Asked on 12 Jan 2020
If anyone has any tips or resources for where to even start reading about investments from the very, very, very basics, I would be really appreciative if you could share that too!
No, investments don't have to start with a bank. What you need is a platform that can give you access to the various asset classes, and that can be a brokerage platform with the bank, but also platform with brokers, suchs as POEMS from Phillip.
CDP is but a depository to hold your assets that are listed on SGX (the exchange). They are the custodian of your holdings. So for example, if you buy an ETF through a CDP linked broker, your CDP account will reflect your holdings. If you buy a S&P 500 ETF, or a Unit Trust, these are not listed on SGX, and instead will be held by your broker as the custodian.
You can pick up knowledge from multipleplaces, including but not limited to: books, seminars and websites. I would suggest that you get some knowledge of the following:
How to plan your objective(s) for investing
Your cash flow and net worth
Your risk appetite and timeframe
The asset classes available
The risk and rewards of each
How to build a multi asset portfolio for diversification
Seedly has a number of articles on investing for beginners, which you can read to get an idea for starters, followed by posting more specific questions here, where we will be happy to answer you.
Hey there, well not really. It just happens that banks also have brokerages services like DBS Vickers, Maybank Kim Eng, UOB Kay Hian. There are other brokerages such as Philips POEMs that offer the same service.
CDP is like your stock savings account - whatever stock you purchase via your brokerage will be stored in your CDP account.
On where to start, the super basics, I literally started from Hardwarezone Money Mind. There are quite a few sticky threads on investing for beginners. But HWZ do have some trolls sometimes.. Alternatively, you are exactly where you are right now - Seedly! They have very comprehensive guides in just about anything related to personal finance! In addition, you can pick up some finance books such as 100 Baggers by Christopher Mayer, just to build up that knowledge first :)
No, investments don't have to start with a bank.
To your second part of your question, it is via CDP
For basic tips or resources into starting into investing, consider taking up accountancy course to learn the basics of finance. Following which you can read some books such as "One Up on Wall Street" By Peter Lynch.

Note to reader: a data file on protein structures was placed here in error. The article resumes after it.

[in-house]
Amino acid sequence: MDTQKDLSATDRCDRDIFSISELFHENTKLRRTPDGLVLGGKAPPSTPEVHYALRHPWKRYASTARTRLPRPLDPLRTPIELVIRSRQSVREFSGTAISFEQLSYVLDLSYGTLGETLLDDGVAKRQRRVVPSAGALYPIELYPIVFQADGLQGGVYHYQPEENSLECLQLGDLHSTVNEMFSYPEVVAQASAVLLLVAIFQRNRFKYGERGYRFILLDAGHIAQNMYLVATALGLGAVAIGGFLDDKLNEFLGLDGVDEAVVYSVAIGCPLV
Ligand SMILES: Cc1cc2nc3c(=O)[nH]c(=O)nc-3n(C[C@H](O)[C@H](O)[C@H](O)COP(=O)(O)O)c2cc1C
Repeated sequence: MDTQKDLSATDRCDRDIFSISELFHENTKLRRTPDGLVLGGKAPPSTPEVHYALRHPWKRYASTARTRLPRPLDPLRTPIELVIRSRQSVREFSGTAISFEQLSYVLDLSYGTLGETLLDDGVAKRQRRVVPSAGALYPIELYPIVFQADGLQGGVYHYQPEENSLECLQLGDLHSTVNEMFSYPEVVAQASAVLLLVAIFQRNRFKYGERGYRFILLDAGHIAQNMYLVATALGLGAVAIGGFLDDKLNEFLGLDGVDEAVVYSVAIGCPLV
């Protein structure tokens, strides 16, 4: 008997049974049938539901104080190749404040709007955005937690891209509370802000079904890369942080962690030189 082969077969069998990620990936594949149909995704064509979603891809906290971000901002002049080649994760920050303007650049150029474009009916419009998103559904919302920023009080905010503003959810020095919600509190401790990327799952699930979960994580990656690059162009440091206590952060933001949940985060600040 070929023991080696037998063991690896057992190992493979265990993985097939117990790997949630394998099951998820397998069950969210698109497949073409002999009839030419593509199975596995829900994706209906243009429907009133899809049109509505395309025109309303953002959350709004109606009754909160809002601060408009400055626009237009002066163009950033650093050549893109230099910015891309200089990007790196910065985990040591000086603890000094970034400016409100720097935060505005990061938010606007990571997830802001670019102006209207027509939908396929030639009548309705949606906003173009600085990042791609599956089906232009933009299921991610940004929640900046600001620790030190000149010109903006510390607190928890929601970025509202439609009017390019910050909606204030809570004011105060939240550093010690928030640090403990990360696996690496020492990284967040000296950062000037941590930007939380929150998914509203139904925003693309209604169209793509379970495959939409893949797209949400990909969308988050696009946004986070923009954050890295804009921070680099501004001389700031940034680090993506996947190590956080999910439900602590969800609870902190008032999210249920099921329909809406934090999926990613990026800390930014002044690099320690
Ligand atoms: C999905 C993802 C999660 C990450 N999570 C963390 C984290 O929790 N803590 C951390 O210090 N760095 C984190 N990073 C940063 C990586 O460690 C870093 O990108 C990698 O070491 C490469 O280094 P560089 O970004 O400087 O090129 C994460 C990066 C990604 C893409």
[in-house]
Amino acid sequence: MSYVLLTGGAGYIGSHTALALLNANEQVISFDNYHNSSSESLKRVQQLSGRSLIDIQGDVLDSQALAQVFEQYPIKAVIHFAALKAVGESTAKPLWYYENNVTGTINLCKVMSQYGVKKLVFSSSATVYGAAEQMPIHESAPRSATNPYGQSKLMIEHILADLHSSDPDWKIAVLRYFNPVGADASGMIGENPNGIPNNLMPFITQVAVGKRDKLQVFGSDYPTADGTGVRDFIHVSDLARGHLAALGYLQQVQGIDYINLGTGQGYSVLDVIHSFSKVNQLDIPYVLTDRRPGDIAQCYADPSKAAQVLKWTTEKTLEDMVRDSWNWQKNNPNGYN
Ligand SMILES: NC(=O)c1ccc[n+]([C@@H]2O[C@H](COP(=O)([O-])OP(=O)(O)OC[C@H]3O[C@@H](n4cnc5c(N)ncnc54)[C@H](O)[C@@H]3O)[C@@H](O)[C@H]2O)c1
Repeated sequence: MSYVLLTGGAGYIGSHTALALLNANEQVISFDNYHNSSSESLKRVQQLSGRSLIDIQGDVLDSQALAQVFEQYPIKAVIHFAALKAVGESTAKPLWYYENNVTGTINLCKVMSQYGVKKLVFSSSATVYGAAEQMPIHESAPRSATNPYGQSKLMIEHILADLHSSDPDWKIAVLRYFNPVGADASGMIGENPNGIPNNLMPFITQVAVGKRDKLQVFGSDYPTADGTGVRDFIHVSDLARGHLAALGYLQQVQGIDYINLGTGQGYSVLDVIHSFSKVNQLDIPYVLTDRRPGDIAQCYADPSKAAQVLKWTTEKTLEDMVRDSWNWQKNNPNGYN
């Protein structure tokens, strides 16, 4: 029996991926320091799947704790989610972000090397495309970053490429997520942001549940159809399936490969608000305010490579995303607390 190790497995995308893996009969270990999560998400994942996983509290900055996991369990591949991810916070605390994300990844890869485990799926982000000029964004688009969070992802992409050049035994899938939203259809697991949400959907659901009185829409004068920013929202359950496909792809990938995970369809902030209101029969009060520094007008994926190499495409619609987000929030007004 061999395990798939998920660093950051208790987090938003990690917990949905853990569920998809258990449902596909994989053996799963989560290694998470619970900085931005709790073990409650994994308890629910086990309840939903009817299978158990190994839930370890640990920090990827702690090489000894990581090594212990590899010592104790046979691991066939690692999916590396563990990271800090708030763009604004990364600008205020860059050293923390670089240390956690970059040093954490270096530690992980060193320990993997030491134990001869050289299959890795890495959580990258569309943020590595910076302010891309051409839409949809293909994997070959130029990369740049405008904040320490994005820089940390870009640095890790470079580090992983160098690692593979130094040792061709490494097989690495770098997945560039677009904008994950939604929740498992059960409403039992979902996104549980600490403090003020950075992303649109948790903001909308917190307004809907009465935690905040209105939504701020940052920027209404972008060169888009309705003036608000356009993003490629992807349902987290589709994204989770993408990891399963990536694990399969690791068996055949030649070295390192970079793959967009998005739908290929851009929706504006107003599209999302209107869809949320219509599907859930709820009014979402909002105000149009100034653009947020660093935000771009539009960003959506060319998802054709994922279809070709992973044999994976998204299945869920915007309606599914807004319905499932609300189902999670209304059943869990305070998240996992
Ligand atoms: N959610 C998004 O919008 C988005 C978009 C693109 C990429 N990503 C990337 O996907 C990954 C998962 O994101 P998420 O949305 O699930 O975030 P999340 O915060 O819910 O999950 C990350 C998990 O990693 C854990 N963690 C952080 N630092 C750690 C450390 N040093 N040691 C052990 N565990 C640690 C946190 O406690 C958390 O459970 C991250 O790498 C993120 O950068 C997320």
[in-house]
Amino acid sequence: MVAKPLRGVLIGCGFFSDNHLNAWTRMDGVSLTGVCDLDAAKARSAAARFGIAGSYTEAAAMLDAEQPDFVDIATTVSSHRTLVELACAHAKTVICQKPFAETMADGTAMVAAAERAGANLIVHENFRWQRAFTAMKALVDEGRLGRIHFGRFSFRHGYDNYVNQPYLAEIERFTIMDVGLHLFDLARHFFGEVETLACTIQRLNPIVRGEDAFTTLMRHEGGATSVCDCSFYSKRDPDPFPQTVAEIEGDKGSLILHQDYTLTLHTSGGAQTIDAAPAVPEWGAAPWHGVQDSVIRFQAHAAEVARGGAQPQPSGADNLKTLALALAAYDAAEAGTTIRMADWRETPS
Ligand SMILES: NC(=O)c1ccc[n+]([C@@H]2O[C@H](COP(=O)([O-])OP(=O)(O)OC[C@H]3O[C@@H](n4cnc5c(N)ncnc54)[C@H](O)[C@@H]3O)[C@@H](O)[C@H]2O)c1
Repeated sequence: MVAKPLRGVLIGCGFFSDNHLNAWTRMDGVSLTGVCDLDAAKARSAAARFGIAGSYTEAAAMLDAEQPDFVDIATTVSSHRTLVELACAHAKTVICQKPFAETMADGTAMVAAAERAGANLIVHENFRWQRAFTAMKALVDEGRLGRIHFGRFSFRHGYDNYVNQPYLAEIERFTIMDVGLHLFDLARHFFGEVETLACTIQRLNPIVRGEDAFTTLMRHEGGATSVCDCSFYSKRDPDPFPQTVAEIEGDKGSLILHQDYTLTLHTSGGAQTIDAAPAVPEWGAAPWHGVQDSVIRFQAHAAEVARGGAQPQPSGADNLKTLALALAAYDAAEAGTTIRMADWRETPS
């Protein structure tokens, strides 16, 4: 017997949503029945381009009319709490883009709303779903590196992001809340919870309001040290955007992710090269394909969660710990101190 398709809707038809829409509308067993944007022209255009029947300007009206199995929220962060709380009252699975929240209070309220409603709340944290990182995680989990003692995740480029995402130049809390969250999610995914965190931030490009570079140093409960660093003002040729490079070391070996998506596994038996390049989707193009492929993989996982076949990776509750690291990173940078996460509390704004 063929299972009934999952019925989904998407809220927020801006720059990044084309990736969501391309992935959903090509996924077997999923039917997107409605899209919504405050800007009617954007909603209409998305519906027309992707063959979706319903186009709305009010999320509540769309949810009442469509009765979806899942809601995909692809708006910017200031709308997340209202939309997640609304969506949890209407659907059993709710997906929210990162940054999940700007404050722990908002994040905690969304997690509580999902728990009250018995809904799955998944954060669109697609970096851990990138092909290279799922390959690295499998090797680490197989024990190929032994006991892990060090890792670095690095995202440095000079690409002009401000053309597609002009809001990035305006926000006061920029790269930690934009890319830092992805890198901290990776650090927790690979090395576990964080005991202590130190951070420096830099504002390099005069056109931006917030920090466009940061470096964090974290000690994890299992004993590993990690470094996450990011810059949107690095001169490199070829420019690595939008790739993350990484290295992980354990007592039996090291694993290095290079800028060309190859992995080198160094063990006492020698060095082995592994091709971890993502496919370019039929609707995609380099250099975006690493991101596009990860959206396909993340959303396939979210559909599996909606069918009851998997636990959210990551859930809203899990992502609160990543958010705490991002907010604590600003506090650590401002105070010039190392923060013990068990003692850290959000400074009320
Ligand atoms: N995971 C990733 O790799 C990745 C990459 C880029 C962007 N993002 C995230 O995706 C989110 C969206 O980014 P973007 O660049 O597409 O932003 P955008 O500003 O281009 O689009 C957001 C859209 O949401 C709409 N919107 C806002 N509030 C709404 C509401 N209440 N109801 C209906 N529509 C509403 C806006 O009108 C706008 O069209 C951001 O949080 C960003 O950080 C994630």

Other online forums with a wealth of knoweldge are seeking alpha and valuebuddies.com
CDP is basically a central account for your shares that are not held in custody by a broker. So once you buy shares the traditional way, the shares will land up in your CDP account. You need to apply for this account at SGX first before you can transact in the local stock market unless your brokerage account is custodial in nature, like Maybank KE's prefunded account.
And no, investments can start with or without a bank. You can transact your own shares by going through a non-bank broker.
For some simple resources, you can read books like Millionaire Teacher or Rich By Retirement. Both are written in our local context and are great for new investors.
And yes, one can start with ETFs. But I won't really recommend the ones here especially the ones tracking the STI due to the relatively flat performance over the years. If you want to invest into ETFs, consider using a robo advisory like Stashaway.
No, investment does not need to begin via the bank. Instead, the bank is merely a middleman between you and the investment that you wish to make.
Before you decide to invest through ETFs, it will be important to understand yourself and the reasons for choosing ETFs over other tools available in the market.
Furthermore, it will be it will be best to understand your objective. Here are some questions to help you:
What is your capital?
How will you want to invest your capital? E.g. lump sum or an amount on a regular basis
How long will you want to stay invested? E.g. 10 years
What is your risk appetite? E.g. How do you feel about short-term volatility?
What is your objective for investing?
Next, structure your wealth accumulation portfolio around your goals and risk appetite. Proper risk management helps to mitigate unnecessary risk.
Depending on the type of investment that you are looking into, there will be various sources for it. If you are open to understanding further on how I build goals for my clients and help them grow their money through various investment vehicles, feel free to get in touch.
Here is everything about me and what I do best.